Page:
1. Doug, this post makes me realize that I was wrong about how many years of teaching I’ve done. This is my 20th year. How did I mix this up? I remember because I was only part-time at the time, and I was getting ready to head to my afternoon position. I always like to go early. My mom called me from there school and said, “Turn on the news.” It totally stopped me in my tracks. I watched on the TV, moved to the radio as I drove, and arrived at the school to see many of the kids and staff gathered around a TV in the hallway watching some more. Not only was it devastating to witness this, but my family and I also began to think about my sister in the States. She lived incredibly close to a capital city. Would there be other terrorist attacks?

    A few weeks after this, my teaching position expanded at re-org, and I began teaching kindergarten at another school. I found out that one of the kindergarten teachers there — and someone who is now a good friend of mine — was devastated in a whole new way. Her best friend’s husband was the pilot of one of the planes. This pilot’s wife was a brand new mother (with a 10 month old baby at home). So devastating! Some moments in time, you’ll never forget.


    Liked by 1 person

  2. It was the second day of school for me. I was living in New Jersey – 2.5 hours south of Manhattan, 2.5 hours north of DC. It wasn’t unusual in our community for people to commute to NY for work. I didn’t know who in my class might have parents at the WTC that day. Our principal, thinking about how the WTC had been attacked just a few years earlier, made an announcement for us all to turn on our TV. Mine was on for the class for about 5 minutes, just as the second plane hit. I tried to get everyone to think about a math game instead. Our principal, meanwhile, was at the front door trying to convince parents they didn’t need to take their children home. Some listened. We lived near a military base that was a receiving area for all sorts of things and for about two weeks the only planes we saw were military cargo planes headed to and from there.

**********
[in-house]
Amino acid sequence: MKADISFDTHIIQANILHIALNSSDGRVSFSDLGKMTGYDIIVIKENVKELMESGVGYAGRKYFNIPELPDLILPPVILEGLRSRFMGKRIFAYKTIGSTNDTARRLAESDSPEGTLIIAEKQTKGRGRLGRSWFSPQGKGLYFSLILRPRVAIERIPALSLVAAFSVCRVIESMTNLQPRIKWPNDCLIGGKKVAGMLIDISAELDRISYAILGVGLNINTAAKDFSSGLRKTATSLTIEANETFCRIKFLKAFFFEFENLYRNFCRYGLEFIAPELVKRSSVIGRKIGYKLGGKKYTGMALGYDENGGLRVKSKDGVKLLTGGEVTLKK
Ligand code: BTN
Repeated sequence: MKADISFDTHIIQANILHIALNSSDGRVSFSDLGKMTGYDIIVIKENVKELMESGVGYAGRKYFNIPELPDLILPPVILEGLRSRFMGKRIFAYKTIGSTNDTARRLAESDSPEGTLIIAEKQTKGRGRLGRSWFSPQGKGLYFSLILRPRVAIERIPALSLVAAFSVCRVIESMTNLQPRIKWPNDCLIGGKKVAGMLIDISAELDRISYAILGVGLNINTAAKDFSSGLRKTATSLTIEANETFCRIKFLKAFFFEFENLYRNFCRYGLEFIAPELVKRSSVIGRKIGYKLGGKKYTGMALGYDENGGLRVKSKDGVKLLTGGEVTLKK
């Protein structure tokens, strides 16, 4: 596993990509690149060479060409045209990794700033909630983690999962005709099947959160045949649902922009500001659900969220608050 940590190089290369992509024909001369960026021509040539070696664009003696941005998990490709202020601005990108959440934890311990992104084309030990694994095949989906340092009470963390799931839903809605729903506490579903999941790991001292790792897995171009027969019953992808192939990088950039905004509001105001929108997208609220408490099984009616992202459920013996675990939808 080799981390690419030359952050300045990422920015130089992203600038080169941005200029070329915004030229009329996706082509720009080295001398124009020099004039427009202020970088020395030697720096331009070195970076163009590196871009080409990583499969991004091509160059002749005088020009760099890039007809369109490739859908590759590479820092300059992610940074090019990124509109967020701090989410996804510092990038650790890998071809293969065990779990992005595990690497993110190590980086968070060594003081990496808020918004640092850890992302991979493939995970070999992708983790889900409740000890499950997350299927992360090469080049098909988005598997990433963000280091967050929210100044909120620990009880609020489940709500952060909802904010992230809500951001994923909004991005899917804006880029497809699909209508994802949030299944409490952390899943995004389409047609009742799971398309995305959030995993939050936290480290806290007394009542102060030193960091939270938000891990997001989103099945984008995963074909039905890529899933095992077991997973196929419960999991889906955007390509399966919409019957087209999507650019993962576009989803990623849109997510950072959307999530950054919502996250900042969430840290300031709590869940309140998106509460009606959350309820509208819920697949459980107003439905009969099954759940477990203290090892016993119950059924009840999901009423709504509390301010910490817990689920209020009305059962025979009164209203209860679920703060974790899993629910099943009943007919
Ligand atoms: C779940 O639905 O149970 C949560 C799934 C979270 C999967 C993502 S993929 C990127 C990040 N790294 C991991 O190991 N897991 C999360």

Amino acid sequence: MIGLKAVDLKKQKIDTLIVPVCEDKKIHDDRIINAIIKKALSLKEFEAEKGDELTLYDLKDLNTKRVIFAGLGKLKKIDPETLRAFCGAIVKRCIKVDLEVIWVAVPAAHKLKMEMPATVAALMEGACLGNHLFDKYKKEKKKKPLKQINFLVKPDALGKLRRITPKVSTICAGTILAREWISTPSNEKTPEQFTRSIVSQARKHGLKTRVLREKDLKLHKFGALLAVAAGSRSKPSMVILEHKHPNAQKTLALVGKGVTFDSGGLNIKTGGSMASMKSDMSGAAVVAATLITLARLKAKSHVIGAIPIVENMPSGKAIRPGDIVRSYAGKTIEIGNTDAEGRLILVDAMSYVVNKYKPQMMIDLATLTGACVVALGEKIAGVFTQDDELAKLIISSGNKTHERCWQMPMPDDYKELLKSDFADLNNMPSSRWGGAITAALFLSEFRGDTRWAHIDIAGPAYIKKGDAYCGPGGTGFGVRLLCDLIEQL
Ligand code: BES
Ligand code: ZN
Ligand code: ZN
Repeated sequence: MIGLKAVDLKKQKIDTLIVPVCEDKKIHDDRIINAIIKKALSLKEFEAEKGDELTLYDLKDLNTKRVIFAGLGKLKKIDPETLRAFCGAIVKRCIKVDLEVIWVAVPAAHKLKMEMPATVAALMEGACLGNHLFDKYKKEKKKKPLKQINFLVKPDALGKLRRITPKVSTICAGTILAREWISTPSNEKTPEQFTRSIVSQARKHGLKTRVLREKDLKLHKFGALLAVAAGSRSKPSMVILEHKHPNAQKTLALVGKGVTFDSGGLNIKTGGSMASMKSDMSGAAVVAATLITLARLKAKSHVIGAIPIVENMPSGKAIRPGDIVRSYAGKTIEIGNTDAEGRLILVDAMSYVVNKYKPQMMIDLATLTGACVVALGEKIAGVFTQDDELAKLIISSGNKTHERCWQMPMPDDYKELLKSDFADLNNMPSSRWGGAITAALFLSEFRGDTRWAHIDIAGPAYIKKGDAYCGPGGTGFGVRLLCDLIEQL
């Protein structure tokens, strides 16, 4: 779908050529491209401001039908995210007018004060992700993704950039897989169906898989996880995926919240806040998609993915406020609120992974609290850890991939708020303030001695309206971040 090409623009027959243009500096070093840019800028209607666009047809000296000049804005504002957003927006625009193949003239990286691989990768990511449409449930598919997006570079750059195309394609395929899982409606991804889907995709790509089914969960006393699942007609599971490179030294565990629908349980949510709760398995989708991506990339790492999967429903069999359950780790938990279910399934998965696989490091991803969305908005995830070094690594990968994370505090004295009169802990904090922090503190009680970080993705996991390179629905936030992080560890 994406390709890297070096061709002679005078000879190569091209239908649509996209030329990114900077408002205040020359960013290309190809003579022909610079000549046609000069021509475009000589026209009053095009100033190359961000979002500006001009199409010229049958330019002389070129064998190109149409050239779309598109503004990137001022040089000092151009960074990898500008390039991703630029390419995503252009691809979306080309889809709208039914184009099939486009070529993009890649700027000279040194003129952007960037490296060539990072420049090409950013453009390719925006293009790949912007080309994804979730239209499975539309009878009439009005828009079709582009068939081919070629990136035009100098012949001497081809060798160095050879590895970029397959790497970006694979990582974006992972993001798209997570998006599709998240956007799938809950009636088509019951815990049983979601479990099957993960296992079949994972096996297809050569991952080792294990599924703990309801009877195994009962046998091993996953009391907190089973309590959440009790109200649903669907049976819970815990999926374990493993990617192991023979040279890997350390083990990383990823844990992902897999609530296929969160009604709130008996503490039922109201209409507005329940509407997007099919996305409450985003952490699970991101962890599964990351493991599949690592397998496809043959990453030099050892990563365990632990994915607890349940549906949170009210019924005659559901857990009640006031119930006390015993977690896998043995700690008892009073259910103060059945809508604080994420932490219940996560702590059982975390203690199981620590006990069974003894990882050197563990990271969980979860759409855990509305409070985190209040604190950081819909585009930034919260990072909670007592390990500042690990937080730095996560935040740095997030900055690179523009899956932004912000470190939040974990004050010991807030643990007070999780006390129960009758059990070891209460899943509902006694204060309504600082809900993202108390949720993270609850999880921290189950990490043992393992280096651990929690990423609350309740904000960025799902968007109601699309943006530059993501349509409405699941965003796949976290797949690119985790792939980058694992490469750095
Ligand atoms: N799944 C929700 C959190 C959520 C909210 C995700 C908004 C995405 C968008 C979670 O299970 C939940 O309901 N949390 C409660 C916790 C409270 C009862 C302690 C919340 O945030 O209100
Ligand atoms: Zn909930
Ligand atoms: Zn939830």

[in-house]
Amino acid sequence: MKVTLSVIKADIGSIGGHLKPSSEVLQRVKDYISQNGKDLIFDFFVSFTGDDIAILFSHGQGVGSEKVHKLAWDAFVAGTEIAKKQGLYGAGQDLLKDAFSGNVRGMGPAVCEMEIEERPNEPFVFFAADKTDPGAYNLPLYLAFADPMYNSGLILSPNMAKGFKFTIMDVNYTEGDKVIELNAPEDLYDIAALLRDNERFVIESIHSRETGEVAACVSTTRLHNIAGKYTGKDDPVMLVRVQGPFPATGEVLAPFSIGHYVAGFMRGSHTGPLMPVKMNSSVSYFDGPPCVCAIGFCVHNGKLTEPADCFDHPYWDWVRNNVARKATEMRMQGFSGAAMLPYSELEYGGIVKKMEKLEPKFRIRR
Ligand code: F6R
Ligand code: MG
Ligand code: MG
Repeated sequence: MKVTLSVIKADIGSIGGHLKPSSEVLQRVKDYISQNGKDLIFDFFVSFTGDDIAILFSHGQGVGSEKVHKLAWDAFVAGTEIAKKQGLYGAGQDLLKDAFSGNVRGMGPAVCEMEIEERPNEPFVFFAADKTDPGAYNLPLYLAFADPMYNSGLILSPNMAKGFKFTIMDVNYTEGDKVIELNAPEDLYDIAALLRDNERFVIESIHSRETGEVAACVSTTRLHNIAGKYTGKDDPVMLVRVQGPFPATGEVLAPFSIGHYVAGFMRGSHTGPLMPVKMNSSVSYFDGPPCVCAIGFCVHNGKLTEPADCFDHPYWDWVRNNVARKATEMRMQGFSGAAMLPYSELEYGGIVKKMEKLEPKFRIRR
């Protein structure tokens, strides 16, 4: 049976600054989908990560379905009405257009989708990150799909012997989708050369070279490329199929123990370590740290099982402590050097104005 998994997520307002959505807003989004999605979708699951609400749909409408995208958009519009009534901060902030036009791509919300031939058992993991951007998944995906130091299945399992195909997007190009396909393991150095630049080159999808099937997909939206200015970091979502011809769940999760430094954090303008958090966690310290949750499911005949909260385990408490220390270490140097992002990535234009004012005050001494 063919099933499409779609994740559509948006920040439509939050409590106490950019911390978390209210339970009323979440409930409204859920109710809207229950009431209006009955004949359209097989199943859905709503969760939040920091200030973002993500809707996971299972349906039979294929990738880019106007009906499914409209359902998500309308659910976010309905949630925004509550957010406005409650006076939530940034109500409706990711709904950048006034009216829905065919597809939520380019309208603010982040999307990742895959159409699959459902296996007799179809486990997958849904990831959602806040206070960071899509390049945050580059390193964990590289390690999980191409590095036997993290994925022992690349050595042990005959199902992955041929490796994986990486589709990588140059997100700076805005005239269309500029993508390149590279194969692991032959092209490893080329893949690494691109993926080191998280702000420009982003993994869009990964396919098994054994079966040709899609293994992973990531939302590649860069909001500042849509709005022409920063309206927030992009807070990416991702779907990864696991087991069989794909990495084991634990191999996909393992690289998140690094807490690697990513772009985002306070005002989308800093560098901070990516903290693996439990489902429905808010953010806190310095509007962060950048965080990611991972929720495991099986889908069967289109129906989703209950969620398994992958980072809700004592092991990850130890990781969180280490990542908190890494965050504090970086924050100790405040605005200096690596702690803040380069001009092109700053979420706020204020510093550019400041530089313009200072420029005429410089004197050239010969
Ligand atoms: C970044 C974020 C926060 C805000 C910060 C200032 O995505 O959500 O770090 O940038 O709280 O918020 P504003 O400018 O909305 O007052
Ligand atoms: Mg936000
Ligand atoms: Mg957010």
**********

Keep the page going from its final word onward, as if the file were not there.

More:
After school that day I remember feeling like I needed supplies – just in case. I stopped at Costco & bought random items but all I remember is a case of water. Then I started trying to call people to let them know I was home (I had no family in New Jersey) but all the phone lines had either crashed, or I was greeted with a message to please leave the lines open for emergency personnel.

    I’d been to the WTC a few times, but have never been back. I knew too many people who had been trapped – not at the site but in a Manhattan because the bridges closed. By the time I moved here (July 2002) I wasn’t over the feeling of cities being vulnerable places.

    Liked by 1 person

  3. I can’t imagine the traffic jams, Lisa. I’ve been to New York a few times and it’s so busy; closing the bridges would be a nightmare. On the news last night, they reminded us that the Ambassador Bridge to Detroit and the tunnel were both closed and the transport trucks going to the US on the 401 were backed up to Tilbury. I suspect your feelings about cities and their vulnerability remains true today.


  4. I was a university student at Western and was working in in my position as an off campus don (support first year students who chose not to live in residence). Someone came running into the office saying we had to come and see the news so we all went to the main student centre and saw the second tower fall live. A student standing near me collapsed screaming “my dad!” and I will never forget the spins of his voice.

    As someone who also grew up on the border with Michigan it changed forever how we visited the States and really made you consider the proximity.

    Liked by 1 person

  5. Thanks for sharing your story, Elizabeth. The visitation to the States is interesting. Once just an extension of Canada, it really is a different nation as a result.